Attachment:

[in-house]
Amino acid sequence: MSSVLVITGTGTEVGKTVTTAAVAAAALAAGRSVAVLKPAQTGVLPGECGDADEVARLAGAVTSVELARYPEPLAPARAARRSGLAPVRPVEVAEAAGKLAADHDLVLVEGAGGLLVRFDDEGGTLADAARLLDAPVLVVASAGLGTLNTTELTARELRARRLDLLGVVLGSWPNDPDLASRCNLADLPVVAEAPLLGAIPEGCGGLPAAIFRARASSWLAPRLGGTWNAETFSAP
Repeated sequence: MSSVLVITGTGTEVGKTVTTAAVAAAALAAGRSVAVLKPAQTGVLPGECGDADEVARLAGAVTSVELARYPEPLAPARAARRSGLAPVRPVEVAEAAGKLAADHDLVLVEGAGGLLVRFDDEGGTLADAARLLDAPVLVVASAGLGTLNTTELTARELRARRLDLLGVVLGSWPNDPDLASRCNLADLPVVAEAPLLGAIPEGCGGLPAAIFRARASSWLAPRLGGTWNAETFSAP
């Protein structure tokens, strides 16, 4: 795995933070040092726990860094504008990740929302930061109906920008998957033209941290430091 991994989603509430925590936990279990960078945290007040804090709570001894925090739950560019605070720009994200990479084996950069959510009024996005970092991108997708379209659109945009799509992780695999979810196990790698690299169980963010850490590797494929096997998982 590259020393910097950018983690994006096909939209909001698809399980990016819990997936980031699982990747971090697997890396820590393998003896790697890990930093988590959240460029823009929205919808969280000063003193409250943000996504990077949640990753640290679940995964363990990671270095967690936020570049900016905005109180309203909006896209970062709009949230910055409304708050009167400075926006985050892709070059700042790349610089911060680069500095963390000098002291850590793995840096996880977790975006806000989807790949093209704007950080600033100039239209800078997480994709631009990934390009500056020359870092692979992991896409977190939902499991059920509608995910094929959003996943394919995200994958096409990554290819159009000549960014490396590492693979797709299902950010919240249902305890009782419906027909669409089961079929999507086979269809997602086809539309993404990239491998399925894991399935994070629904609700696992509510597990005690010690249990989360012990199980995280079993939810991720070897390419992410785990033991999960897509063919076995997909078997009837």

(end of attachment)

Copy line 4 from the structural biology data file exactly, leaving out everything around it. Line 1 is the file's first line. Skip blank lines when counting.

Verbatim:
């Protein structure tokens, strides 16, 4: 795995933070040092726990860094504008990740929302930061109906920008998957033209941290430091 991994989603509430925590936990279990960078945290007040804090709570001894925090739950560019605070720009994200990479084996950069959510009024996005970092991108997708379209659109945009799509992780695999979810196990790698690299169980963010850490590797494929096997998982 590259020393910097950018983690994006096909939209909001698809399980990016819990997936980031699982990747971090697997890396820590393998003896790697890990930093988590959240460029823009929205919808969280000063003193409250943000996504990077949640990753640290679940995964363990990671270095967690936020570049900016905005109180309203909006896209970062709009949230910055409304708050009167400075926006985050892709070059700042790349610089911060680069500095963390000098002291850590793995840096996880977790975006806000989807790949093209704007950080600033100039239209800078997480994709631009990934390009500056020359870092692979992991896409977190939902499991059920509608995910094929959003996943394919995200994958096409990554290819159009000549960014490396590492693979797709299902950010919240249902305890009782419906027909669409089961079929999507086979269809997602086809539309993404990239491998399925894991399935994070629904609700696992509510597990005690010690249990989360012990199980995280079993939810991720070897390419992410785990033991999960897509063919076995997909078997009837």